« Cow can we save his face now? ” The question is asked by a Western diplomat from the Great Lakes region. The person at the center of this questioning is none other than Félix Tshisekedi, the president of the Democratic Republic of the Congo. “Less than two years after coming to power, we have to admit that the results are quite disappointing”, resumes another diplomat from the region, more cunning with the hushed language of embassies.
Félix Tshisekedi launched, on November 2, political consultations the avowed goal of which was to try to set up an alternative majority to the one he was forced to form with the political platform of his predecessor Joseph Kabila, the Common Front. for Congo (FCC).
If Joseph Kabila’s FCC agreed to “appoint” Tshisekedi to the presidency, he retained the reins of power by taking 341 seats out of the 500 in the National Assembly. Tshisekedi is therefore bound hand and foot towards his partner.
But that was the price to pay to be able to settle in the presidential seat. The international community, too happy to see an African president finally step aside after a poll, has turned a blind eye to these arrangements between Kabila and Tshisekedi and “sold” this peaceful transfer of power (generally and fortunately avoiding the use of the adjective “democratic”) as an example to be promoted in Africa.
Less than two years later, it is total disenchantment. Tshisekedi never succeeded in freeing himself from Kabila despite his promises to “debunk the old regime”, his management left speechless and his futile standoff with his ally began to annoy certain capitals both in Africa and in Europe. “How to go about pleading the handovers of power with the men in place for ages on this continent when the only examples to give show that as soon as a new one settles down, he seeks to get rid of his predecessor whatever the signed agreements ”, launches a French expert who points the finger at both Tshisekedi and Lourenço, Dos Santos’ successor on the Angolan throne. “Then go and advise Biya (Cameroon) or Sassou (Congo Brazzaville) to accept a peaceful alternation !”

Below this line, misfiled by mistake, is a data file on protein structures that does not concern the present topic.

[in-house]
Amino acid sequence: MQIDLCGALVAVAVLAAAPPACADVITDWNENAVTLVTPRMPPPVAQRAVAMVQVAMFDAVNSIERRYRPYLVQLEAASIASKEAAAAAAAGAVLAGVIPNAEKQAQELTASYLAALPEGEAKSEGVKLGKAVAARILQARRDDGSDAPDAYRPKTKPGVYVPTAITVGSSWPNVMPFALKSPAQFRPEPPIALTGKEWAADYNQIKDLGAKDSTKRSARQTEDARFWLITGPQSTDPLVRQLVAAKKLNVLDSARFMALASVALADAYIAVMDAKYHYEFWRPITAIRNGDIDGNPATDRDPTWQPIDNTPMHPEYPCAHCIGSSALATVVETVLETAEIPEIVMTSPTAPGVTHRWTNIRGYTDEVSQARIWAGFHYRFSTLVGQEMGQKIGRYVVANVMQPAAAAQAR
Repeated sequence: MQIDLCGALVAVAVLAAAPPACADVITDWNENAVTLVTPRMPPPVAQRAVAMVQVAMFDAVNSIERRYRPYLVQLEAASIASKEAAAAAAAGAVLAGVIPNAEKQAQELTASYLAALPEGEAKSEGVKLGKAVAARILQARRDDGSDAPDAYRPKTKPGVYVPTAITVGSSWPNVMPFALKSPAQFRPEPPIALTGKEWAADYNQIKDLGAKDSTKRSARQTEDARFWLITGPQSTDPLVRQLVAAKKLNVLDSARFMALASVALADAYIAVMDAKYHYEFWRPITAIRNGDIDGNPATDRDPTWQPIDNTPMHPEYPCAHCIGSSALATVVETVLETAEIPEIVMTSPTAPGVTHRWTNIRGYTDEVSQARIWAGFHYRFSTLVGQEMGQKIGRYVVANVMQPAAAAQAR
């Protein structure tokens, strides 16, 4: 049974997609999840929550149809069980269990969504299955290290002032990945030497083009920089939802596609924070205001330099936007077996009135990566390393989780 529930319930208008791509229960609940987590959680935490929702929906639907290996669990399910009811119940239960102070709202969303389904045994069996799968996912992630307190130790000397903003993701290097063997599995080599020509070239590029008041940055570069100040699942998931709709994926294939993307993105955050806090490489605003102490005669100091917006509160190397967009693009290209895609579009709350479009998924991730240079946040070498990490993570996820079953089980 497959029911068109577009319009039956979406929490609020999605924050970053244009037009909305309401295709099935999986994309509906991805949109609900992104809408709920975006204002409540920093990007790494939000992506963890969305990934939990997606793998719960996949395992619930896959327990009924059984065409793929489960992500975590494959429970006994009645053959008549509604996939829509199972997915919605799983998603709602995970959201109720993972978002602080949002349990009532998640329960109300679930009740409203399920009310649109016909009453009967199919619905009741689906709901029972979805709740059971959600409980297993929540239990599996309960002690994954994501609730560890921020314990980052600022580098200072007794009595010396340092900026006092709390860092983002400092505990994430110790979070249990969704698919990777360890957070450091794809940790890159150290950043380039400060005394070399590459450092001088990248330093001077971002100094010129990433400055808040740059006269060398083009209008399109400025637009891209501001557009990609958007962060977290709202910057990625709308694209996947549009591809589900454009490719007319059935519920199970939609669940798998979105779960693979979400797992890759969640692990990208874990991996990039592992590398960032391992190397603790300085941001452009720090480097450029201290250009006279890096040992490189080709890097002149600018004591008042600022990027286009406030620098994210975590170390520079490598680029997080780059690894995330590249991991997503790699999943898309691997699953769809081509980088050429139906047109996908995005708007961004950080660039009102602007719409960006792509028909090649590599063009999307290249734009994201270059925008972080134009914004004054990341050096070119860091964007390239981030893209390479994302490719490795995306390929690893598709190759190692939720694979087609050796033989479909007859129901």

A poorly prepared initiative
In the Democratic Republic of the Congo, Tshisekedi’s latest attempt to cross swords with his partner through his consultations ended in failure. Tshisekedi can boast of having obtained the support of Professor Bahati, a former Kabbalist minister who dreamed of being president of the Senate and who had already left the FCC boat for a few months. As a tactician, the boss of the AFDC announced his intention to keep his independence. There remains the hold claimed by the presidential camp of the FCC Minister of Town Planning and Housing who would have decided to leave “Kabilie”. Worry, the minister denies.
Tshisekedi will have succeeded in removing the heavyweights of the opposition from their provinces; Jean-Pierre Bemba and Moïse Katumbi. The two – and in particular the former governor of former Katanga – mainly came to take a walkabout in Kinshasa. They listened to their former “ally” and “brother” Félix, before turning away without a word.
Tshisekedi’s initiative was as complicated as it was ill-prepared. To overthrow the majority in the National Assembly and achieve control of the institution, the President of the Republic had to “return” more than 200 elected officials, including nearly 100 in the ranks of the FCC where some claim to have received $ 7,000 of the presidential camp as “advance” on a possible divorce with their family. Without forgetting that he needed all the elected members of the opposition, which seems very complicated, some deputies with a little memory remember that Tshisekedi was one of them before betraying them on the eve of the presidential election to found his Cach movement (renamed ca $ h by some) with Vital Kamerhe.
Tshisekedi had promised to kick Mabunda, the president of the National Assembly. Verdict, it is still well installed and all the elected officials of the FCC have realized that Kabila kept the rudder. Those who could have had any inclinations to leave have changed their minds. Tshisekedi’s consultations allowed the FCC to close ranks.